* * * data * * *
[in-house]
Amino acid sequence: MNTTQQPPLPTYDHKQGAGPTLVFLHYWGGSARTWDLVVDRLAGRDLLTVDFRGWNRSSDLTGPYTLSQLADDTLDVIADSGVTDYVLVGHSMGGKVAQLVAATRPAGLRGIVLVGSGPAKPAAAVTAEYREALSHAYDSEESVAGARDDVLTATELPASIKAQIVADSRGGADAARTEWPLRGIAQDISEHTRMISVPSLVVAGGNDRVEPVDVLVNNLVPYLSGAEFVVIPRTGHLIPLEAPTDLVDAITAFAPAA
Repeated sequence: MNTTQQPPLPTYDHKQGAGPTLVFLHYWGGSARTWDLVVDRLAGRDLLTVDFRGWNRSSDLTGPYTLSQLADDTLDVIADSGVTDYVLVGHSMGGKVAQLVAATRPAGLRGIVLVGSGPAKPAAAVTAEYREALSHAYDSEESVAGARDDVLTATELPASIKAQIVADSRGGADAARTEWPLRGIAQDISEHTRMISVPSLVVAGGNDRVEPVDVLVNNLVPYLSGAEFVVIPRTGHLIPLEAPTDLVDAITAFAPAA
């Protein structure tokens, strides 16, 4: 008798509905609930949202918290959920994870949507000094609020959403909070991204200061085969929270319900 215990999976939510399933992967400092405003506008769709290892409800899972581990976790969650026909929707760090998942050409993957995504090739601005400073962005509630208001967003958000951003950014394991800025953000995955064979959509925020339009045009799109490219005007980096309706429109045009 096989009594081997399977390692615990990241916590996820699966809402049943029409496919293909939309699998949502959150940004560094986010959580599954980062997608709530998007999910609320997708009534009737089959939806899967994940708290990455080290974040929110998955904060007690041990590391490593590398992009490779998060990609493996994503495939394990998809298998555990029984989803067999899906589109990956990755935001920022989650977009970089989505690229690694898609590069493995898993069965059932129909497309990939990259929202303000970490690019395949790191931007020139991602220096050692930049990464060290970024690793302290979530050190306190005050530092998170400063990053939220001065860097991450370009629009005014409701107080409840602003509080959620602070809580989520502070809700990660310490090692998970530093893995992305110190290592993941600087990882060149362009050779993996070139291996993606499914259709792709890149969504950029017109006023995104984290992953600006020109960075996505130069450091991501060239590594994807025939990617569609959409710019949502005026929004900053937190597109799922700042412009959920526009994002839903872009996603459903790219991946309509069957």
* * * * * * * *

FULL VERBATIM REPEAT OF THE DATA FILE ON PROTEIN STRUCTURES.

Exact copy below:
[in-house]
Amino acid sequence: MNTTQQPPLPTYDHKQGAGPTLVFLHYWGGSARTWDLVVDRLAGRDLLTVDFRGWNRSSDLTGPYTLSQLADDTLDVIADSGVTDYVLVGHSMGGKVAQLVAATRPAGLRGIVLVGSGPAKPAAAVTAEYREALSHAYDSEESVAGARDDVLTATELPASIKAQIVADSRGGADAARTEWPLRGIAQDISEHTRMISVPSLVVAGGNDRVEPVDVLVNNLVPYLSGAEFVVIPRTGHLIPLEAPTDLVDAITAFAPAA
Repeated sequence: MNTTQQPPLPTYDHKQGAGPTLVFLHYWGGSARTWDLVVDRLAGRDLLTVDFRGWNRSSDLTGPYTLSQLADDTLDVIADSGVTDYVLVGHSMGGKVAQLVAATRPAGLRGIVLVGSGPAKPAAAVTAEYREALSHAYDSEESVAGARDDVLTATELPASIKAQIVADSRGGADAARTEWPLRGIAQDISEHTRMISVPSLVVAGGNDRVEPVDVLVNNLVPYLSGAEFVVIPRTGHLIPLEAPTDLVDAITAFAPAA
């Protein structure tokens, strides 16, 4: 008798509905609930949202918290959920994870949507000094609020959403909070991204200061085969929270319900 215990999976939510399933992967400092405003506008769709290892409800899972581990976790969650026909929707760090998942050409993957995504090739601005400073962005509630208001967003958000951003950014394991800025953000995955064979959509925020339009045009799109490219005007980096309706429109045009 096989009594081997399977390692615990990241916590996820699966809402049943029409496919293909939309699998949502959150940004560094986010959580599954980062997608709530998007999910609320997708009534009737089959939806899967994940708290990455080290974040929110998955904060007690041990590391490593590398992009490779998060990609493996994503495939394990998809298998555990029984989803067999899906589109990956990755935001920022989650977009970089989505690229690694898609590069493995898993069965059932129909497309990939990259929202303000970490690019395949790191931007020139991602220096050692930049990464060290970024690793302290979530050190306190005050530092998170400063990053939220001065860097991450370009629009005014409701107080409840602003509080959620602070809580989520502070809700990660310490090692998970530093893995992305110190290592993941600087990882060149362009050779993996070139291996993606499914259709792709890149969504950029017109006023995104984290992953600006020109960075996505130069450091991501060239590594994807025939990617569609959409710019949502005026929004900053937190597109799922700042412009959920526009994002839903872009996603459903790219991946309509069957």